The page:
Advances in adhesives promise better bonding

At CMM 2003, Rohm and Haas launched two laminating adhesives that it claimed are “distinctly different” from traditional solvent based products.

Adcote 812 is FDA compliant for high temperature applications, including retort, and can be used on existing equipment. It is also said to provide for attractive economics over traditional aliphatic isocyanate retort chemistries. “In retort packaging applications, the high running solids of the new adhesive make it very easy to apply, and the product also demonstrates excellent adhesion to a broad range of substrates,” North American marketing manager Bill Magee told Converting Today.

Adcote 577 is billed as one of a handful of adhesives that resists aggressive foods like flavoured coffees. It can also be used for the outer layer of retortable structures to laminate polyester to foil, or nylon to foil. Both adhesives are two-component systems.

Another innovation for water based dry bond laminating is the Robond L series. Designed to bond a wide variety of substrates – from metal to film, to foils, to typically difficult metallized films – these adhesives are said to provide performance characteristics comparable to those of certain solvent based systems, “with attractive economics”.

Also recently added to the Rohm and Haas portfolio is a series of extremely low monomer (ELM) adhesives. According to the company, their special formulation dramatically lowers the risk of primary aromatic amine formation to levels not possible with conventional adhesives. These products are tailored for a variety of medium performance packaging applications, such as coffee vacuum packs, and standup pouches for drinks and moist foods.

Another CMM introduction was a series of water based, self crosslinking adhesives designed to eliminate the need for catalysts. Developed by New York based Basic Adhesives, these products’ single component technology is said to enable them to replace two-part systems for many laminating applications, including film-to-film. Also claimed is excellent adhesion to various treated films, including PP, metallized polyester, clear vinyl and acetate. In addition to film-to-film laminating, the adhesives work well with film to printed board, says Basic.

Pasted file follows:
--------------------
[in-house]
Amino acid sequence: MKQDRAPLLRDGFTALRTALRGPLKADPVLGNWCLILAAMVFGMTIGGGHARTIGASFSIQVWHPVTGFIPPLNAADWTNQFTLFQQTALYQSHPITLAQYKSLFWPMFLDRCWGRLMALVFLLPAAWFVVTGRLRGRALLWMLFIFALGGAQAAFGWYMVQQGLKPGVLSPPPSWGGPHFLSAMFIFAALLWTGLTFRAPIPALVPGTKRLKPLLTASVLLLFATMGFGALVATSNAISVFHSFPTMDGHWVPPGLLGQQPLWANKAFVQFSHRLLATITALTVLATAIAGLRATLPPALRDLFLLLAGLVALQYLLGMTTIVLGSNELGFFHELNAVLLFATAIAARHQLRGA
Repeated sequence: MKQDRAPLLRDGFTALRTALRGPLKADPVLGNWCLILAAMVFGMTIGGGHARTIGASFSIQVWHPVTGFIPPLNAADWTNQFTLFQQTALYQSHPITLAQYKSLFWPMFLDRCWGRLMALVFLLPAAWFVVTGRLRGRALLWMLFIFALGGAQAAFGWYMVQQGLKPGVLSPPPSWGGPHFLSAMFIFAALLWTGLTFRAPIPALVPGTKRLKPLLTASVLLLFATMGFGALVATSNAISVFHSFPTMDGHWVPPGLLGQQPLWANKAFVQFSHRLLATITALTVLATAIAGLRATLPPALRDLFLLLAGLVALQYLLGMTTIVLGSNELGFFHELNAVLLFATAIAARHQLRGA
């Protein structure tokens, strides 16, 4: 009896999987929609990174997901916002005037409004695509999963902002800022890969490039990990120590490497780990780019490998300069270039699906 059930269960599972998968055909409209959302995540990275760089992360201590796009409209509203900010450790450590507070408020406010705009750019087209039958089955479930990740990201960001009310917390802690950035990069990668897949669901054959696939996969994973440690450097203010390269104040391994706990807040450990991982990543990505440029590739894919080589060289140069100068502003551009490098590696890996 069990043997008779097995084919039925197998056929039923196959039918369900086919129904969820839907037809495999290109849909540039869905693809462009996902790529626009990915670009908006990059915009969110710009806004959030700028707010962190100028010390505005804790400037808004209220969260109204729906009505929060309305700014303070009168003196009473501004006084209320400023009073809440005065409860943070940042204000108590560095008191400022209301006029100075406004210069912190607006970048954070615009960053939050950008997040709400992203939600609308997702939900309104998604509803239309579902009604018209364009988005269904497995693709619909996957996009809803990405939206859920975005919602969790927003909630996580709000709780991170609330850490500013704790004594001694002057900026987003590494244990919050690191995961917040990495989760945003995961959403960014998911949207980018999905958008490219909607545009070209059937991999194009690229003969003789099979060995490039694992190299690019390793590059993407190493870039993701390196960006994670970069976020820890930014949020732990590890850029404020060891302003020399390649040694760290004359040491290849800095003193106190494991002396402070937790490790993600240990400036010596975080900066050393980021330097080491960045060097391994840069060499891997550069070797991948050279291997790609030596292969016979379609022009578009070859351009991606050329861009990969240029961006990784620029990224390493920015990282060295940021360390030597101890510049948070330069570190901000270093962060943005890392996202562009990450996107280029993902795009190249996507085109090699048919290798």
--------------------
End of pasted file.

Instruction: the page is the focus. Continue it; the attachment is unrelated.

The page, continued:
“Everyone has permanent or removable labels that do one task well – no one adhesive does them all – until now,” is NAStar’s boast for its T1055 temporary adhesive. The company claims its product removes cleanly from glass – yet the same label will adhere to wood or frozen corrugated. A family of facestocks is offered for flexo, laser, thermal transfer, and direct thermal printing. The material can also be recycled/repulped. Not a microsphere technology, but a dispersion, the adhesive is offered in linered, linerless, and doubleface tape constructions.

Applications for which the temporary adhesive product is said to be particularly suited include single-ply instant redeemable coupons and replacement piggybacks for a truly repulpable response device, or paper mill labels.